Pan Am Games planners take input from GWNA

Dennis Hanagan —

Officials with the 2015 Pan Am/Parapan Am Games were kept busy with questions and suggestions about traffic and parking when they spoke at the Gooderham & Worts Neighbourthood Association’s Annual General Meeting in March.

Taxis will be moved from Trinity Street, police will direct traffic at three major Distillery intersections, Cherry St. will be closed, local bus service will be stepped up and trucks servicing Athletes Village will have an intermittent schedule so they don’t bunch up.

Doug Spooner, TO2015 senior manager of Transportation Partner Integration and Planning, thanked the GWNA for its work with Pan Am organizers.

“This is one of the most well-represented neighbourhoods that we work with,” he said. He drew laughter when he referred to the traffic mess that accompanies the Christmas Market.

GWNA members, he said, “basically gave me the mandate to not run the Christmas Market transportation plan.”

The Distillery District is right across the street from Athletes Village where 10,000 athletes, coaches and team officials from 41 countries in the Americas will live during the July and August games.

Cherry St. will be closed, possibly until Sept. 30, to pack up after the games have shut down. The games run July 10-26 and Aug. 7-15. Spooner called Sept. 30 “the worst case scenario. We’re trying to get out of there as fast as we can.”

TTC’s No. 172 bus will run more frequently during the games. “There’s a bus every 10 minutes…It’s going to connect from the Distillery to Union Station and to Nathan Phillips Square and back,” said Spooner.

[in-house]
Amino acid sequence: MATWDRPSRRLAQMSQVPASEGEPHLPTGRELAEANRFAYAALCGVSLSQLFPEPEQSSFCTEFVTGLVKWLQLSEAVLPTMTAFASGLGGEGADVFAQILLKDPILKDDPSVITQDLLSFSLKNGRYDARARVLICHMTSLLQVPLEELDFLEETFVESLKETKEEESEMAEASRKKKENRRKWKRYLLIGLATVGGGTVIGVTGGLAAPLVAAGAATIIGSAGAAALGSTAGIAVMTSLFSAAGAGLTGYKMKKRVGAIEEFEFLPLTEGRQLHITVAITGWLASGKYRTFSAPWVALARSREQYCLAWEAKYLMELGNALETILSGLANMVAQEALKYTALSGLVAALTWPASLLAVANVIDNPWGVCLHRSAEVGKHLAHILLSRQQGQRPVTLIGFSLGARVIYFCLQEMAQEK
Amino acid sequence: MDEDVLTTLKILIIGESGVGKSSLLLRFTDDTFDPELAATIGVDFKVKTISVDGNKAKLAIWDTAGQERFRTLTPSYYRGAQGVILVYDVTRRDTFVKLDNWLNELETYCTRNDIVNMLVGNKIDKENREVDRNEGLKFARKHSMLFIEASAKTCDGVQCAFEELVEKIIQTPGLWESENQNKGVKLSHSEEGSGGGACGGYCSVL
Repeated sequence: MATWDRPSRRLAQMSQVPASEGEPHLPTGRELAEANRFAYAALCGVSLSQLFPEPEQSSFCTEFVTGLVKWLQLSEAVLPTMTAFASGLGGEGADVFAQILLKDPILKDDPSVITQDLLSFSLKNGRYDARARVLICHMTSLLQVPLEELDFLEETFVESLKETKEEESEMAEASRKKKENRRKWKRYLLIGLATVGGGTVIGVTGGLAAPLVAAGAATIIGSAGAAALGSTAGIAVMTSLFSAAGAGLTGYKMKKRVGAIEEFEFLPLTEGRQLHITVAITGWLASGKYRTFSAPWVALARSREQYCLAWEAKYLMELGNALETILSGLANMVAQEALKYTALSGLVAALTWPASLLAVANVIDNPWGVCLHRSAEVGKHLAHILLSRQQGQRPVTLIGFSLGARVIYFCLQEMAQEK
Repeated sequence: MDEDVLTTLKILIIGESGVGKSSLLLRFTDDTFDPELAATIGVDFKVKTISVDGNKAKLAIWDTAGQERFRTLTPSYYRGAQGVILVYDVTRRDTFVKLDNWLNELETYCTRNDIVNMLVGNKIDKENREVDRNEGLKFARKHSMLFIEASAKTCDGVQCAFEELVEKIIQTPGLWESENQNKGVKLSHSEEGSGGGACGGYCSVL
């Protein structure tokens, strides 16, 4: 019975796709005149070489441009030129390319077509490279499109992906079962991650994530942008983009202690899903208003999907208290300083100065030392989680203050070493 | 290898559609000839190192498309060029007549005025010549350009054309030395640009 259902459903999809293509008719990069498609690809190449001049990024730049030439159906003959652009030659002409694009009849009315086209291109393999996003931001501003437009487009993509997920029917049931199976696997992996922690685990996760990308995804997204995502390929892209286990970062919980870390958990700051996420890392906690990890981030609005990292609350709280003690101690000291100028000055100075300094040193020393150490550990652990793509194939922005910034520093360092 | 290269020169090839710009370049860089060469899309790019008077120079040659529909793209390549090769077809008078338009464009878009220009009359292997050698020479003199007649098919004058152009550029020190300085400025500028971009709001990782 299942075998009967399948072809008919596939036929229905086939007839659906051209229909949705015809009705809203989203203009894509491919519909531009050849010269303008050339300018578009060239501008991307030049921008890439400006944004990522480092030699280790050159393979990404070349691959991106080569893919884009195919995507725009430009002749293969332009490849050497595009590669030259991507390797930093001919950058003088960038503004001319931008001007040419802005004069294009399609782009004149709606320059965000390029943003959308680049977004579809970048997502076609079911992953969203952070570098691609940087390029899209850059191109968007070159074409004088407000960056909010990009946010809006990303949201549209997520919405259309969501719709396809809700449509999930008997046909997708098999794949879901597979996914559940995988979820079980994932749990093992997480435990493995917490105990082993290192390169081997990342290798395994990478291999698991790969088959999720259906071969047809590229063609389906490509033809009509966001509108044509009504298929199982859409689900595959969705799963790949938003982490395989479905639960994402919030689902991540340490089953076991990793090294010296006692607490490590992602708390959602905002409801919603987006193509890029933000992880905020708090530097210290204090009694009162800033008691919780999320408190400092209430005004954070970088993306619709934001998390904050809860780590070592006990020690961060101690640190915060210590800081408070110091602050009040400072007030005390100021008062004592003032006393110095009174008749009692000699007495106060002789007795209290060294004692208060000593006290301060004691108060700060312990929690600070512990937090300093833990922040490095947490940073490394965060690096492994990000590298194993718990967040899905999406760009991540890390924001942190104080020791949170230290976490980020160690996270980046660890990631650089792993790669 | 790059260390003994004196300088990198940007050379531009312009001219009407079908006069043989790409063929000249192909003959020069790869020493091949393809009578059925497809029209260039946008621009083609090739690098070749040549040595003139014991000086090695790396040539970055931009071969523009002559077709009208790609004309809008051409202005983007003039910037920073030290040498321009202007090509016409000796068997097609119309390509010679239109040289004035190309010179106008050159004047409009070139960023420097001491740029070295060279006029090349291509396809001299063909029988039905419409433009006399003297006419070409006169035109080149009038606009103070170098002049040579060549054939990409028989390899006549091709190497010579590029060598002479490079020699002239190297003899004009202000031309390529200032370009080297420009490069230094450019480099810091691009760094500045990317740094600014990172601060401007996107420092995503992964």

A security fence with scrim (a see-through fabric), a concrete base and motion detectors will isolate the village. The fence has to be installed by June 15 to allow the integrated security unit to sweep, said Spooner.

A man in the audience said that in the Distillery it wouldn’t be unusual for “heroes who’ve had a few too many” to jump on the fence in the wee hours. He worried that could set off sirens as people sleep. Spooner said police on patrol will respond. “It’s not a big siren that goes off,” he said.

Another resident wondered how crews would respond to a possible emergency on Cherry St. with the security fence up. “Toronto Fire sits on the working group for the village and they are comfortable” with the fencing, said Spooner.

Taxis will be moved from Trinity St. to a loading zone on the north side of Mill St. west of Trinity. An audience member suggested getting rid of parking space on Mill St. “You can get four lanes going through there,” he said.

Police will be on special traffic duty at Parliament and Distillery Lane, Parliament and Mill and Trinity and Mill. Residents expressed concern about traffic having to use Distillery Lane to enter and exit the district. “This is going to be an utter disaster,” predicted one man.

Managing Distillery Lane traffic “is our biggest challenge,” said Spooner.

A woman suggested district residents be given signs for their dashboards so police will be lenient as they drive about. “There’s not a (police) checkpoint that anyone would come thorough that anybody would look for a pass,” said Spooner’s TO 2015 colleague Aaron Williams, senior manager External Partnerships.

Service trucks will run along Lakeshore, up Parliament and along Eastern, Spooner said. They’re being scheduled so only one runs every half hour so they don’t queue up.

Spooner’s overall advice was to take public transit to and from the Distillery during the games. “We’re enhancing (it). We’re making sure (it works) for this region,” he said.

Member Julie Beddoes had advice for Spooner. “Could you please work with the TTC to give the (No. 172) bus a lot of publicity. It’s really frustrating when there’s an event in the Distillery to see the bus go by empty and people cruising around looking for parking.”